Thursday, 13 August 2015

City of War (2009)

No-one knows how many people died in the Nanjing Massacre: most estimates generally place the numbers killed by the Japanese Army as between 40,000 and 200,000 people, though the Chinese government claims 300,000 and some Japanese nationalists deny there was a massacre at all.

What is known is that roughly a quarter million Chinese civilians were sheltered in the "Nanking Safety Zone".  This demilitarised area was established and maintained by an international committee of American, British and German representatives.  The leader of the committee was John Rabe, a German, and a card-carrying member of the Nazi Party.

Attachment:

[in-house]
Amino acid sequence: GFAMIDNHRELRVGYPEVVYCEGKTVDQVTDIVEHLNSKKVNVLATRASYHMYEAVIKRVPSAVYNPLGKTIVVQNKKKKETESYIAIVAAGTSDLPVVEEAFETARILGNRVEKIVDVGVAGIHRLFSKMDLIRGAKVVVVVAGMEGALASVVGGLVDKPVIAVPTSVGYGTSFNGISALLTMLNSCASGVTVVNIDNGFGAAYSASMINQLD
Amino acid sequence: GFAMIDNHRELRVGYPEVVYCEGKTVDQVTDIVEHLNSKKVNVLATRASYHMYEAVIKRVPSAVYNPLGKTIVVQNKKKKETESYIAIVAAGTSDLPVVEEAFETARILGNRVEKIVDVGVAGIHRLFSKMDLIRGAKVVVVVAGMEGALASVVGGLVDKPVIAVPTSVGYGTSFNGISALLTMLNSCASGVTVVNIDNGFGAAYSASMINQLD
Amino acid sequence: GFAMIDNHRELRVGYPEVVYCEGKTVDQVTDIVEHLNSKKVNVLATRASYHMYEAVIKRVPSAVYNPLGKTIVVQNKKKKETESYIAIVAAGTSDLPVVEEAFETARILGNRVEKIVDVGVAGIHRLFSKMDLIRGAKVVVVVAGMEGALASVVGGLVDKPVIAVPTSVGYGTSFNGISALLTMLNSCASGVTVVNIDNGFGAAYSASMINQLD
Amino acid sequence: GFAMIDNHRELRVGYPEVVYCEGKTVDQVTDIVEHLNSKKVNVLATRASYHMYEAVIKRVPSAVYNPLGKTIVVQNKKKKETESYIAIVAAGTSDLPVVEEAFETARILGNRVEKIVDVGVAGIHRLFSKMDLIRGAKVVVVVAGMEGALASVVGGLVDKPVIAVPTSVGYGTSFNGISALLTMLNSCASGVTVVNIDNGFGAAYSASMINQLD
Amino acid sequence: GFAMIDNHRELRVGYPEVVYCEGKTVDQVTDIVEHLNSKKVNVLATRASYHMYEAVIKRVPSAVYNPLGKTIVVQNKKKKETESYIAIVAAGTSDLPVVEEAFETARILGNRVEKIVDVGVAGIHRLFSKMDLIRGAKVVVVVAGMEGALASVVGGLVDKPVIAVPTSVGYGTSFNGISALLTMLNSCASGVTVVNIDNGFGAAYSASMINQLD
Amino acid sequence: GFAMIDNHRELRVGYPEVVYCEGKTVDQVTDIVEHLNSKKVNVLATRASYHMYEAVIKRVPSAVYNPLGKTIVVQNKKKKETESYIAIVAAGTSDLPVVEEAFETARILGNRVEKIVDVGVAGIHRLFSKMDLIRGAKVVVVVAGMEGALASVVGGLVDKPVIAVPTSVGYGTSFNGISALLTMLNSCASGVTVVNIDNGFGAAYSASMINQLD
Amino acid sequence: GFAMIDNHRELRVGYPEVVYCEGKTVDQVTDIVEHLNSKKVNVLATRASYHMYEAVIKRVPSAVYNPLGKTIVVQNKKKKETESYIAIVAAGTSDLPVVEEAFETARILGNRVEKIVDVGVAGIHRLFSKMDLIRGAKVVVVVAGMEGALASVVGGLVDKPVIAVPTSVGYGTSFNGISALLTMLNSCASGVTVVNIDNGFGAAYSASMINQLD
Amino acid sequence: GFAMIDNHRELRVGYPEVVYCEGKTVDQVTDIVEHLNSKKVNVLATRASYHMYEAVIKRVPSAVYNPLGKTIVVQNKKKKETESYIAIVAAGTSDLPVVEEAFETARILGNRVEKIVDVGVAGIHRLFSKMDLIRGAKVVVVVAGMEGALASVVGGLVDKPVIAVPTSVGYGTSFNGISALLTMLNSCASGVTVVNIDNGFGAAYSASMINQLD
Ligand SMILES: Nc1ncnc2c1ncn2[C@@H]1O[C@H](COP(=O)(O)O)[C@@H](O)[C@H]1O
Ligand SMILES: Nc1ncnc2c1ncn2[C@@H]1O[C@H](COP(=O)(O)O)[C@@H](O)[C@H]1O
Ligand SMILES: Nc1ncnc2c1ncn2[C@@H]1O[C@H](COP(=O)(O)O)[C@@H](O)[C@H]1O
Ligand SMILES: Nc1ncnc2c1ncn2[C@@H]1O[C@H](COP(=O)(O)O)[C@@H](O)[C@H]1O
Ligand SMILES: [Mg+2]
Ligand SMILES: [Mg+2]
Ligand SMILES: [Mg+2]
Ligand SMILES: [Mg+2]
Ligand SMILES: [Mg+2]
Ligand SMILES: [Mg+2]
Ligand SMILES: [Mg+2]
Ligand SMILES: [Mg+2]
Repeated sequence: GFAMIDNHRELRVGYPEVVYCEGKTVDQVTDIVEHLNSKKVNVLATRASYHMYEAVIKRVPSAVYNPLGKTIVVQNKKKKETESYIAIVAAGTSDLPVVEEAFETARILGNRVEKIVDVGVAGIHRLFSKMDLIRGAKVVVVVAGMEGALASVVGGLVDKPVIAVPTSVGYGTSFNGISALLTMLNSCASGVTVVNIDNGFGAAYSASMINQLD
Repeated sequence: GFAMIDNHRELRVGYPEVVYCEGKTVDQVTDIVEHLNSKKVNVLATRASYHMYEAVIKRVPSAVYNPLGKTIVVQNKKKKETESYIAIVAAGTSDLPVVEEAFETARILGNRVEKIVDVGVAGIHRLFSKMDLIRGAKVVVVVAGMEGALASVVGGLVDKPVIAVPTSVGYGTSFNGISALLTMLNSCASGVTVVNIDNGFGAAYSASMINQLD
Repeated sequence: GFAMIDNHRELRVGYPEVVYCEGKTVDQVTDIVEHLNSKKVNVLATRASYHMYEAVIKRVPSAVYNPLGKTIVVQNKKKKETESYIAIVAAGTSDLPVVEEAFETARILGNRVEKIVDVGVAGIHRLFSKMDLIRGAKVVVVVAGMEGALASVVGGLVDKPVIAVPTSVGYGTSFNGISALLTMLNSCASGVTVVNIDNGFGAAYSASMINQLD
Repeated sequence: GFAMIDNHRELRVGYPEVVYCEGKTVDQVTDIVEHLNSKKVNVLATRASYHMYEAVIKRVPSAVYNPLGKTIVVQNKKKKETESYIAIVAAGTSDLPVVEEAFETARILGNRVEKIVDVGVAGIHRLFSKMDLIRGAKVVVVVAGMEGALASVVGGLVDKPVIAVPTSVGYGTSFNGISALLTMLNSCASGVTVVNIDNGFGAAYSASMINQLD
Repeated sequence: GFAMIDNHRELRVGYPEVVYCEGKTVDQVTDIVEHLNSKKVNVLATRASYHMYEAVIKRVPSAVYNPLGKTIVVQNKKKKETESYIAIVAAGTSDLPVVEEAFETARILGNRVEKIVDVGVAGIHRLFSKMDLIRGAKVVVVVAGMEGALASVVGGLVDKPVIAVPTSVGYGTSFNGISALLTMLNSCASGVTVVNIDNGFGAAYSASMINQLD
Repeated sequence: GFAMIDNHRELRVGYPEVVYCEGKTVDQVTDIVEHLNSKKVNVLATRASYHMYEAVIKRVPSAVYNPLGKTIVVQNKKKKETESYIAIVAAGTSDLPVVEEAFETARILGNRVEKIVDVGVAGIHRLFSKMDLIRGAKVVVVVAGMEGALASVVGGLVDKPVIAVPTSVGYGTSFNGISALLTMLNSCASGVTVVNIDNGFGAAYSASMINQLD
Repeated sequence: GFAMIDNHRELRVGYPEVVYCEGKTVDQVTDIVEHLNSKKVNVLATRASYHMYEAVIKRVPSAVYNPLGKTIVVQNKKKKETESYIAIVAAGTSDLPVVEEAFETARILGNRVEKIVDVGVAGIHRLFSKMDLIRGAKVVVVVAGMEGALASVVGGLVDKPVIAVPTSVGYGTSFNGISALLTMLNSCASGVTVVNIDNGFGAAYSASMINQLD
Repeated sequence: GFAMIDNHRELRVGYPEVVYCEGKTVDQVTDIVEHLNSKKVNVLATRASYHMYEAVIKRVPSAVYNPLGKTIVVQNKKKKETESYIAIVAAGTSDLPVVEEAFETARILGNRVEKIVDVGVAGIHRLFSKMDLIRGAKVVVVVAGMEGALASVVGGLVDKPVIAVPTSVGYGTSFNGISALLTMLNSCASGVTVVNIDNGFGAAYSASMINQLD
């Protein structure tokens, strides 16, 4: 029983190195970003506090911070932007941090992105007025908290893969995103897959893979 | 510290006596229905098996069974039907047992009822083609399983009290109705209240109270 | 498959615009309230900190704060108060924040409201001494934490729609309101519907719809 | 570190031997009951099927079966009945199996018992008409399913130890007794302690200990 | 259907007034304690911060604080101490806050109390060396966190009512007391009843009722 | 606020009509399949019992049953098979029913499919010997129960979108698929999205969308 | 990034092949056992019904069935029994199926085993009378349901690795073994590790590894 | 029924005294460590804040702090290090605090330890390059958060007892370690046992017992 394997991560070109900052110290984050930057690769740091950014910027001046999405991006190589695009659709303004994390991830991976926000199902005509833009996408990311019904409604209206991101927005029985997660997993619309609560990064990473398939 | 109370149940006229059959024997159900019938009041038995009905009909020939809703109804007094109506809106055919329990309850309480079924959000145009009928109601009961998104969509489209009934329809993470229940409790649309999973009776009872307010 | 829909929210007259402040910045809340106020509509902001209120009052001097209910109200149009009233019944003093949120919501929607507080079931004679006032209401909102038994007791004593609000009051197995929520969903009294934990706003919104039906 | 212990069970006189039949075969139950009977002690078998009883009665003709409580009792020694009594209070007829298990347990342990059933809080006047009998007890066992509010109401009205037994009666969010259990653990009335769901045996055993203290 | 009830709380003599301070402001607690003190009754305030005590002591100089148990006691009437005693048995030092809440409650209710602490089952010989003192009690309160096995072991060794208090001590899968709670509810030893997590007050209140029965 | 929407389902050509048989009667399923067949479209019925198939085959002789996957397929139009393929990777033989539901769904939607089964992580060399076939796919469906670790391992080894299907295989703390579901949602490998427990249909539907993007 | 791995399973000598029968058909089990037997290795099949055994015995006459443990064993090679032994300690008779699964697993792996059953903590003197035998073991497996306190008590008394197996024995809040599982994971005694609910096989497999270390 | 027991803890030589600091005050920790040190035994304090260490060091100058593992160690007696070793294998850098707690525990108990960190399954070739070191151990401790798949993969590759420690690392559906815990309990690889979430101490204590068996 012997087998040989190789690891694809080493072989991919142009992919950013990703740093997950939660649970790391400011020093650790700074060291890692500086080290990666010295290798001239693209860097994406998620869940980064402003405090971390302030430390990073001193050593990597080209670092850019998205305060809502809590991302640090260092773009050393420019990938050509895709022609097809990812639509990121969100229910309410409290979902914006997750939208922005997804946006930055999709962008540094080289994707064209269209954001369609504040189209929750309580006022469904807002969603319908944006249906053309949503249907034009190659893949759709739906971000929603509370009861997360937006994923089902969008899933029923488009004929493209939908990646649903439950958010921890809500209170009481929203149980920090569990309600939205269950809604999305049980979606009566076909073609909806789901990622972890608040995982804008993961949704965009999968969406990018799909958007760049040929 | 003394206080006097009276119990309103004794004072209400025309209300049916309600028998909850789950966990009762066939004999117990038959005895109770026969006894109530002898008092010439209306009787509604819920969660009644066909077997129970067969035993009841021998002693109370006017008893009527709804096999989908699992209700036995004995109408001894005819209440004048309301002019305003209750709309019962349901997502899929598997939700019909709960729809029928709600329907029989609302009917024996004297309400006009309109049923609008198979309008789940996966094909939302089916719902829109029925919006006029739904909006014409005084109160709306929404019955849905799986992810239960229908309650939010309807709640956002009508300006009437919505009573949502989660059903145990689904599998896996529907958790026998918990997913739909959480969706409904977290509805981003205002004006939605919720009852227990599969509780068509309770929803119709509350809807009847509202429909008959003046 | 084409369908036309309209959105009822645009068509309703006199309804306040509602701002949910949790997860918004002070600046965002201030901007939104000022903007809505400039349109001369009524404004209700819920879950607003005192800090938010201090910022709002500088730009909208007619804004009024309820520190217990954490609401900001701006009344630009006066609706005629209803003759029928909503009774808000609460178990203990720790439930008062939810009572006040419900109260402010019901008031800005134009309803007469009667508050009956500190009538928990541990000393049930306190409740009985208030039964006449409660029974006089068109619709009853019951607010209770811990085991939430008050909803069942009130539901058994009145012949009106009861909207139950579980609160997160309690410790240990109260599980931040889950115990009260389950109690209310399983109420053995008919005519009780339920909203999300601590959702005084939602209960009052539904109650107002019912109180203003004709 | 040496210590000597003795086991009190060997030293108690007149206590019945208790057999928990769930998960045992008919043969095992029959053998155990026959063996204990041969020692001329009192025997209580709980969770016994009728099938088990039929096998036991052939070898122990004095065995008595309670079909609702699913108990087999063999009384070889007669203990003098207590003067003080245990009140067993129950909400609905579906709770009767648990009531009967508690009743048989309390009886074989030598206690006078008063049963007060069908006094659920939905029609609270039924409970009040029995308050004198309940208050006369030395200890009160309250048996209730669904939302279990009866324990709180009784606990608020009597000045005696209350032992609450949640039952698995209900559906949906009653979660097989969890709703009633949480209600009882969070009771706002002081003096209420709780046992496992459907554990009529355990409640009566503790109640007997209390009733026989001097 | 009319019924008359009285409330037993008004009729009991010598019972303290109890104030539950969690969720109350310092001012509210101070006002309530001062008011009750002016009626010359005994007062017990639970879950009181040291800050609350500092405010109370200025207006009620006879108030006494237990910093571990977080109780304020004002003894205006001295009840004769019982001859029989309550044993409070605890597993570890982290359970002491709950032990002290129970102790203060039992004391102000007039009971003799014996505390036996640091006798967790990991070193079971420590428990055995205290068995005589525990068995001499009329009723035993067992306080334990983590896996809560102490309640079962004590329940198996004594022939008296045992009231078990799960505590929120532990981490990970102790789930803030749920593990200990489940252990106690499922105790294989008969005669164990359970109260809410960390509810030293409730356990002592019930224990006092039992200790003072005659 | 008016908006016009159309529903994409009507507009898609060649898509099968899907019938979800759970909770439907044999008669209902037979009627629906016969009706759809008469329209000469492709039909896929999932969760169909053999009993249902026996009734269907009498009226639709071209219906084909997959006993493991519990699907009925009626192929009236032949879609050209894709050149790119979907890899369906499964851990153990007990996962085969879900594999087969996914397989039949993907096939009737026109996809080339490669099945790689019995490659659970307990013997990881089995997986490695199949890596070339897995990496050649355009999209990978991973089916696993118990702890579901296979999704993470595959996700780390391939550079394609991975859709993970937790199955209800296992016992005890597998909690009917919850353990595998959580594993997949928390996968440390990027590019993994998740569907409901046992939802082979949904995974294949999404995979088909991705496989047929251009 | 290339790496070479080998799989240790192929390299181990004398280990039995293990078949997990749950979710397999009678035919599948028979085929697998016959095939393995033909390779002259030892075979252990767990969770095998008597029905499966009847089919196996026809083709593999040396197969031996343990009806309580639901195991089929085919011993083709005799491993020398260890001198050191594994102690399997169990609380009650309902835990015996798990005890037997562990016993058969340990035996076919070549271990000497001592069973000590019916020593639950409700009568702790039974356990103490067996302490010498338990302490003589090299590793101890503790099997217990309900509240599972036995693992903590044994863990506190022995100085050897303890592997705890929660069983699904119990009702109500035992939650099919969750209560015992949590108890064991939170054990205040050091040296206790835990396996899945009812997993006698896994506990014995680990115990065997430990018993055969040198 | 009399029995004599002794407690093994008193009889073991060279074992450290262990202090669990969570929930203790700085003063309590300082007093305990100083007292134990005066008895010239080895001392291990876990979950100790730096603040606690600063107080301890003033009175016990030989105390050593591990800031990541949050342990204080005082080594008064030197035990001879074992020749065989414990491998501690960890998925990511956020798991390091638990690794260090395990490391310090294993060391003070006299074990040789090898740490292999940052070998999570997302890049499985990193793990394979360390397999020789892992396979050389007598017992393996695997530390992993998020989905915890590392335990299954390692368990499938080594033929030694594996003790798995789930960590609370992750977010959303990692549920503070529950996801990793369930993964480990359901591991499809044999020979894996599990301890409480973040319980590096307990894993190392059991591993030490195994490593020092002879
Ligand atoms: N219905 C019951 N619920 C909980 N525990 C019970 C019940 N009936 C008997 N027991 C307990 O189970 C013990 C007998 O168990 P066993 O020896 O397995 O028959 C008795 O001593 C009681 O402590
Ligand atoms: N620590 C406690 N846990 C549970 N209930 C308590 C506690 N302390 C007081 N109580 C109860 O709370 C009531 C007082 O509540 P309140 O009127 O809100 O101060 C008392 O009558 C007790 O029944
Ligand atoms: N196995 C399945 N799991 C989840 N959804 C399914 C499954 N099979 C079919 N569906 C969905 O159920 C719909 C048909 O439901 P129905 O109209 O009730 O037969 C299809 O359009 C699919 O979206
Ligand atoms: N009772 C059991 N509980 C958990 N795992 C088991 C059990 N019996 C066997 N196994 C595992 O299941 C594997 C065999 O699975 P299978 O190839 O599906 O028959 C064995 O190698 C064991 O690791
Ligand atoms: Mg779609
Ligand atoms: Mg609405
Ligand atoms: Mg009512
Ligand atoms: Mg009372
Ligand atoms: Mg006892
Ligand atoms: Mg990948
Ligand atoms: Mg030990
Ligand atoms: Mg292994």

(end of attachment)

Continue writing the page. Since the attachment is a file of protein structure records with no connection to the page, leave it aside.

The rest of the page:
Like the more famous Oscar Schindler, Rabe was a Nazi party member who used his position - and his own personal wealth - to protect the lives of those considered enemies of the Reich or its allies.  I'm not going to compare the two men's achievements: it doesn't matter who took more risks, sacrificed more, or saved more lives.  Both men deserve to have their efforts recognised and celebrated.

Obviously this film is an account of Rabe's activities, and a good one, though I do think it errs to much into fictionalisation at times.  The committee's achievements are quite dramatic enough without adding in late night chases, putting Rabe's wife on the USS Panay (an American gunboat sunk by the Japanese) or other such malarkey.

Despite the fictionalisation, however, this is a worthwhile film.  The cast is strong, and the depiction of Rabe is sufficiently nuanced that he doesn't feel whitewashed.  I'm glad I saw it, and learned Rabe's story.

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